When you create a Microsoft Office Excel table on a worksheet, table headers are automatically added and displayed by default.
Table headers either display default names that you can change on the worksheet, or you can specify that they display the header data that is on your worksheet. In a long table, table headers replace the worksheet column headings so that they stay visible when you scroll the table data. If you do not want to view the table headers, you can turn them off.
Note: Table headers should not be confused with worksheet column headings or the headers for printed pages. For more information about how to turn off worksheet column headings or headers for printing, see Use Page Layout view to fine-tune pages before printing.
Important: To successfully complete this procedure, you must have created an Excel table on your worksheet. For more information, see Create or delete an Excel table in a worksheet.
Click anywhere in the table to make sure that the active cell is in a table column.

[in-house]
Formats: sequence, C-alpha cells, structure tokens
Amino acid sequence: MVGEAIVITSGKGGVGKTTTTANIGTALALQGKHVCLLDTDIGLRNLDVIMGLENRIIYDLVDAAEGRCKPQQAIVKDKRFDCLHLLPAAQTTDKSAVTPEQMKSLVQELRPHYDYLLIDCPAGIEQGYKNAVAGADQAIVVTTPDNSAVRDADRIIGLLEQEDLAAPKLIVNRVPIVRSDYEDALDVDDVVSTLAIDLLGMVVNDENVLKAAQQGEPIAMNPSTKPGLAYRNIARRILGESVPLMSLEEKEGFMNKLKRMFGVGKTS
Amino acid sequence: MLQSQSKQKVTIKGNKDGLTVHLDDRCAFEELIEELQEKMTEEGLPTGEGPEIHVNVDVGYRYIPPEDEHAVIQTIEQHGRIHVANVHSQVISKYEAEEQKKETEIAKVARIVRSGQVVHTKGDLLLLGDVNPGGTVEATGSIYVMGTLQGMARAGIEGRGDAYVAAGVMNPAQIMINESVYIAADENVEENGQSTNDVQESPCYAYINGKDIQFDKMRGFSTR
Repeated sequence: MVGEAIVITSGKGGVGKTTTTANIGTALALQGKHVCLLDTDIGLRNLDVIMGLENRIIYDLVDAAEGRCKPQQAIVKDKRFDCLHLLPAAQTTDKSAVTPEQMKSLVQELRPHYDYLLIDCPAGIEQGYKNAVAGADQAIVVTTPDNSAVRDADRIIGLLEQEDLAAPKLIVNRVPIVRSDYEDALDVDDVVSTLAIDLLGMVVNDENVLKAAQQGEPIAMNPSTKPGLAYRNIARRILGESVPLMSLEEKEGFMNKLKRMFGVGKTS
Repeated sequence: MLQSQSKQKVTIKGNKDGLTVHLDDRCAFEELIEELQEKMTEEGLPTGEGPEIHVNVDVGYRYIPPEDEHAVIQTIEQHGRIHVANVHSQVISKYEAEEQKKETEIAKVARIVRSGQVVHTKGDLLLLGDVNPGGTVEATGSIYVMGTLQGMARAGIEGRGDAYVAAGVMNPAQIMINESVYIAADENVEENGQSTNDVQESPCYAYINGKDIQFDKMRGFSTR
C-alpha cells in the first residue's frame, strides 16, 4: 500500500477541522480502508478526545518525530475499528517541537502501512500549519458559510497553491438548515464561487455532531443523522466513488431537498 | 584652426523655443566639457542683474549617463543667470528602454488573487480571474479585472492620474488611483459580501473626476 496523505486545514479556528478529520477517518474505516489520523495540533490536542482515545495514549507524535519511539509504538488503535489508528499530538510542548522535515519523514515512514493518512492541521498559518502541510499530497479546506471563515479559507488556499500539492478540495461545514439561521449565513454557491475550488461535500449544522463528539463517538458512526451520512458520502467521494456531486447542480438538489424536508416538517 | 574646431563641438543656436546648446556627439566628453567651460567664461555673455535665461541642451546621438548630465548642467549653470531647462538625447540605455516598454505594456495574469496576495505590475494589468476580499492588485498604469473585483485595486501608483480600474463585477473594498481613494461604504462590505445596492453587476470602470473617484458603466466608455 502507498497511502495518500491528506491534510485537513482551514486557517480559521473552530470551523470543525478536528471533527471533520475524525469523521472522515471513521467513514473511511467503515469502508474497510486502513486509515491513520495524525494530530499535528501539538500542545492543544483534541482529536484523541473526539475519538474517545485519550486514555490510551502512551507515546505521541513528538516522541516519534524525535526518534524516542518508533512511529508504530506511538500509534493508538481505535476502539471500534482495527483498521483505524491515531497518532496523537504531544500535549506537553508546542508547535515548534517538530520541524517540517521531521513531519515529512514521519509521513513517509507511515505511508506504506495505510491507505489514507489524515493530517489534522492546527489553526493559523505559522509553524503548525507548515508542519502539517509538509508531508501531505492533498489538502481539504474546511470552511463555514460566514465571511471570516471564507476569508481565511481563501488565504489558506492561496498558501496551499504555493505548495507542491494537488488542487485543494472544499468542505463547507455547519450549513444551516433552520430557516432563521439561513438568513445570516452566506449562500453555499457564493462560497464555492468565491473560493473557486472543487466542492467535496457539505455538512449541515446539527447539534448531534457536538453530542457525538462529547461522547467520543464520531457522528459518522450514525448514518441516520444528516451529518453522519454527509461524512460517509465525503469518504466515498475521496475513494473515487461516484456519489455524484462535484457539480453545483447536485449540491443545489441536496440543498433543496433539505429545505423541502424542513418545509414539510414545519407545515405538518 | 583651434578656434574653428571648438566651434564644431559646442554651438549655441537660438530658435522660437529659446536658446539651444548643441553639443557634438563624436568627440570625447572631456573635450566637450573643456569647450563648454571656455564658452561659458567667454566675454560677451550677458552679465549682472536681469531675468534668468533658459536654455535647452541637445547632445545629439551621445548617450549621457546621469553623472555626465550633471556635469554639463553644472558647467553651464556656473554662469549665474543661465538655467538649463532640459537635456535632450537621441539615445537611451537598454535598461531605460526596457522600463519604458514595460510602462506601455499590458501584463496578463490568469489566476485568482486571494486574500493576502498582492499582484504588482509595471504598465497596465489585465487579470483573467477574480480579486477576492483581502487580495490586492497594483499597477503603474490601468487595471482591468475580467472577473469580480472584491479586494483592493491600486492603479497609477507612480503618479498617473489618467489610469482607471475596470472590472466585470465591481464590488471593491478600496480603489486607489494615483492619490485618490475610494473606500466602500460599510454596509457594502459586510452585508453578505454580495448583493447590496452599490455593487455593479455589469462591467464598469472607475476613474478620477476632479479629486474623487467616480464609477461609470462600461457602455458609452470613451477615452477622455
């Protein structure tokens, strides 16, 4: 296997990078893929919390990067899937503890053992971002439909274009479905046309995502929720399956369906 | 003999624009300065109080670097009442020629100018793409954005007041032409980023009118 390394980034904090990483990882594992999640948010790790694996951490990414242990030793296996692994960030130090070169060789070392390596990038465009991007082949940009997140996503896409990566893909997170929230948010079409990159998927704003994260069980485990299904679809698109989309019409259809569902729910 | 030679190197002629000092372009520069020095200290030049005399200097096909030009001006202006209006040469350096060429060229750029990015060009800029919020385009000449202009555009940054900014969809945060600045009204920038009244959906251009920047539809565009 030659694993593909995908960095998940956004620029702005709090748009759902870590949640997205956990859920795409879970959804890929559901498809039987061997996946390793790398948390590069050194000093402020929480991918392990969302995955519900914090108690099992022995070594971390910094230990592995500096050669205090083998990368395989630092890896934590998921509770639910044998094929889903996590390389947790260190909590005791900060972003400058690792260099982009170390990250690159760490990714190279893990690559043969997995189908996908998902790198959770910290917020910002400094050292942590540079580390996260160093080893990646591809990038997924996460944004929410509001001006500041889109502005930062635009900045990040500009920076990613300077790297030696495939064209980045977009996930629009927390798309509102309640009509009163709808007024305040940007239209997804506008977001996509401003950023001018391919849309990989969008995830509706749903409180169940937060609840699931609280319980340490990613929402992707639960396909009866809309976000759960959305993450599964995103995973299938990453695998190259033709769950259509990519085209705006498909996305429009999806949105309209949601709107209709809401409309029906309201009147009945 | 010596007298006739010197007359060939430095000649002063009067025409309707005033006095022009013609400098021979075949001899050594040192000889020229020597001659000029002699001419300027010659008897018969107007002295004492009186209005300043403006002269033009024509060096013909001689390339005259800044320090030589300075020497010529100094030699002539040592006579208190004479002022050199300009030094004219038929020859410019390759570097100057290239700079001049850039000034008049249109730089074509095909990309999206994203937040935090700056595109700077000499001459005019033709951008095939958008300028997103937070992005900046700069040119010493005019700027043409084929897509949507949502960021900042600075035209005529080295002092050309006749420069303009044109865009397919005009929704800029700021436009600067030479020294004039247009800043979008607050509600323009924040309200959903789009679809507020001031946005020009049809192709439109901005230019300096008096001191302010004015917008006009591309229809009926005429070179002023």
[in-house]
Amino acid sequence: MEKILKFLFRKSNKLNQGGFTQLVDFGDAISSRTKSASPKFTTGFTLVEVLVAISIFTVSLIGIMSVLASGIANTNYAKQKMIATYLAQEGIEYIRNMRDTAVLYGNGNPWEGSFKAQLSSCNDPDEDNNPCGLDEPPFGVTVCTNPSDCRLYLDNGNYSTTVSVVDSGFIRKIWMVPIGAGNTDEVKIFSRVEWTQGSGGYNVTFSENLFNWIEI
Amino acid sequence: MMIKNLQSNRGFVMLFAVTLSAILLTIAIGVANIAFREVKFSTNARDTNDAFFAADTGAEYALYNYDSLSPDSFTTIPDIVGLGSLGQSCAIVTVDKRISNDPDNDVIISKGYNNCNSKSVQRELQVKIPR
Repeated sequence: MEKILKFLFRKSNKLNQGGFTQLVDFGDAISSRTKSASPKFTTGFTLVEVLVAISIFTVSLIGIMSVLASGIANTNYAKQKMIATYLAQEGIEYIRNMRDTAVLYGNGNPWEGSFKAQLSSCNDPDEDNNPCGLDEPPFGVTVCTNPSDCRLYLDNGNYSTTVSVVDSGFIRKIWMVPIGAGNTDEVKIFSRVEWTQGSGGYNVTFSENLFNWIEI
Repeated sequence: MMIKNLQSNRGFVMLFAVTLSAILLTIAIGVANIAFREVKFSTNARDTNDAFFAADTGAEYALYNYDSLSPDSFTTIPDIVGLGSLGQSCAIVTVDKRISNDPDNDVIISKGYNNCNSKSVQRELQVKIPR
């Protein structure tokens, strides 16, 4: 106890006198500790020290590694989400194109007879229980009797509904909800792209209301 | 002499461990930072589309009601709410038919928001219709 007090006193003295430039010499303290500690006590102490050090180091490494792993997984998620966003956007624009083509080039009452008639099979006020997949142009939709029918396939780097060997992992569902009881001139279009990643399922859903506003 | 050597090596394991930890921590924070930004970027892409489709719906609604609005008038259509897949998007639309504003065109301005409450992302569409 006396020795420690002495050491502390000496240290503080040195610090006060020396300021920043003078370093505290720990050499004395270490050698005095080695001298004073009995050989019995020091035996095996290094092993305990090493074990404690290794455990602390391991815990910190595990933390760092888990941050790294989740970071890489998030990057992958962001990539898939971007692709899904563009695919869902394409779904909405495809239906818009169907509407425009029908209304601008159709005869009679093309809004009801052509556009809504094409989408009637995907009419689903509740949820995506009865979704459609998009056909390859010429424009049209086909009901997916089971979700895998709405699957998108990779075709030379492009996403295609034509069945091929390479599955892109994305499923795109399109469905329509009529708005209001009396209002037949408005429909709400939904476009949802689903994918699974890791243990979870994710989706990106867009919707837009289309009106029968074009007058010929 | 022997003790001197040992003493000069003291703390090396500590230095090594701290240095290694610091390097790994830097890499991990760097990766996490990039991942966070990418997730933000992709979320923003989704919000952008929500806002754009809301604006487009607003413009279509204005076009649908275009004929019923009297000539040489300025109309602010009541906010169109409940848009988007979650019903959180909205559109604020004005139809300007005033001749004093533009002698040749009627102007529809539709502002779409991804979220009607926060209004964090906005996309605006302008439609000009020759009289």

Tip: This displays the Table Tools, adding the Design tab.
On the Design tab, in the Table Style Options group, clear or select the Header Row check box to hide or display the table headers.
When you turn the table headers off, the table header AutoFilters and any applied filters are removed from the table.
When you add a new column when table headers are not displayed, the name of the new table header cannot be determined by a series fill that is based on the value of the table header that is directly adjacent to the left of the new column. This only works when table headers are displayed. Instead, a default table header is added that you can change when you display table headers.
Although it is possible to refer to table headers that are turned off in formulas, you cannot refer to them by selecting them. References in tables to a hidden table header return zero (0) values, but they remain unchanged and return the table header values when the table header is displayed again. All other worksheet references (such as A1 or RC style references) to the table header are adjusted when the table header is turned off and may cause formulas to return unexpected results.